quarta-feira, agosto 23, 2017

"the emerging organizational form for the 21st century"

Ao ler "Creating the competitive edge: A new relationship between operations management and industrial policy" publicado por Journal of Operations Management 49-51 (2017), encontro outro trecho em sintonia com Normann e Ramirez:
"The theoretical underpinning of manufacturing strategy has moved from process choice to a resource-based view, reflecting the growing importance of learning, innovation and idiosyncratic firm- and network-level capabilities.
The unit of analysis in manufacturing strategy has shifted from the plant or firm to the supply network, with supply chain management growing as a domain of OM research from the mid-1990s to the late 2000s
Operations are now seen by some as fundamentally inter-organizational. Furthermore, whereas plant-level manufacturing strategy approaches and, to some extent, supply chain management sought to design and control the whole system directly, fragmented networks are perhaps better understood as complex adaptive systems in which any one firm has only local and partial control... the emerging organizational form for the 21st century, rather than the multi-firm network, is the ‘collaborative community’. As such, the ‘institutional architecture’ in which such adaptive systems and communities operate becomes an increasingly important ingredient in manufacturing firms' business landscape."
 Richard Normann e Rafael Martinez em "Designing Interactive Strategy" escrevem:
"strategy is the way a company defines its business and links together the only two resources that really matter in today’s economy: knowledge and relationships or an organization’s competencies and customers.
But in a fast-changing competitive environment, the fundamental logic of value creation is also changing and in a way that makes clear strategic thinking simultaneously more important and more difficult. Our traditional thinking about value is grounded in the assumptions and the models of an industrial economy. According to this view, every company occupies a position on a value chain. Upstream, suppliers provide inputs. The company then adds value to these inputs, before passing them downstream to the next actor in the chain, the customer (whether another business or the final consumer). Seen from this perspective, strategy is primarily the art of positioning a company in the right place on the value chain—the right business, the right products and market segments, the right value-adding activities.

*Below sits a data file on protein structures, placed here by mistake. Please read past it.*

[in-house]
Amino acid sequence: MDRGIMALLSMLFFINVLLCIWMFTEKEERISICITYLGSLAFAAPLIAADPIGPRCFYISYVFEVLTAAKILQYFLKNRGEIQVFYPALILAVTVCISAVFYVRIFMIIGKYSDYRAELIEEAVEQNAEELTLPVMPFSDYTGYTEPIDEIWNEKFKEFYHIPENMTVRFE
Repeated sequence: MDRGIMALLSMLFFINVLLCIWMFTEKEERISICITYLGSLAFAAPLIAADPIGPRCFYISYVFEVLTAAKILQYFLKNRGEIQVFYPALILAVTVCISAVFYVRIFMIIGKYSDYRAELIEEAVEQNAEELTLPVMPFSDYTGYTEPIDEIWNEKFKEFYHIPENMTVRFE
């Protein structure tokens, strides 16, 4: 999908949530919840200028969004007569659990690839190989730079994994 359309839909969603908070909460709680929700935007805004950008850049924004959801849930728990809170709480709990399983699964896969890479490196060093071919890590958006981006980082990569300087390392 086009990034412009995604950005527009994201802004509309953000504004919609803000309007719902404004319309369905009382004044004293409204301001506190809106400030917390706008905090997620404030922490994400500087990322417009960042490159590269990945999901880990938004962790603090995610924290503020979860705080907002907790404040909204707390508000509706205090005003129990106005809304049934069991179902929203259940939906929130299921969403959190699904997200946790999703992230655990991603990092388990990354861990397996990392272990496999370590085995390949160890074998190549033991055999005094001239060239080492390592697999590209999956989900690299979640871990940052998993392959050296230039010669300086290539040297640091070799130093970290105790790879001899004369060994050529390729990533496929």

Today, however, this understanding of value is as outmoded as the old assembly line that it resembles and so is the view of strategy that goes with it. Global competition, changing markets, and new technologies are opening up qualitatively new ways of creating value."
E repito a citação de ontem:
"In so volatile a competitive environment, strategy is no longer a matter of positioning a fixed set of activities along a value chain. Increasingly, successful companies do not just add value, they reinvent it. Their focus of strategic analysis is not the company or even the industry but the value-creating system itself, within which different economic actors—suppliers, business partners, allies, customers—work together to co-produce value. Their key strategic task is the reconfiguration of roles and relationships among this constellation of actors in order to mobilize the creation of value in new forms and by new players. And their underlying strategic goal is to create an ever-improving fit between competencies and customers." 

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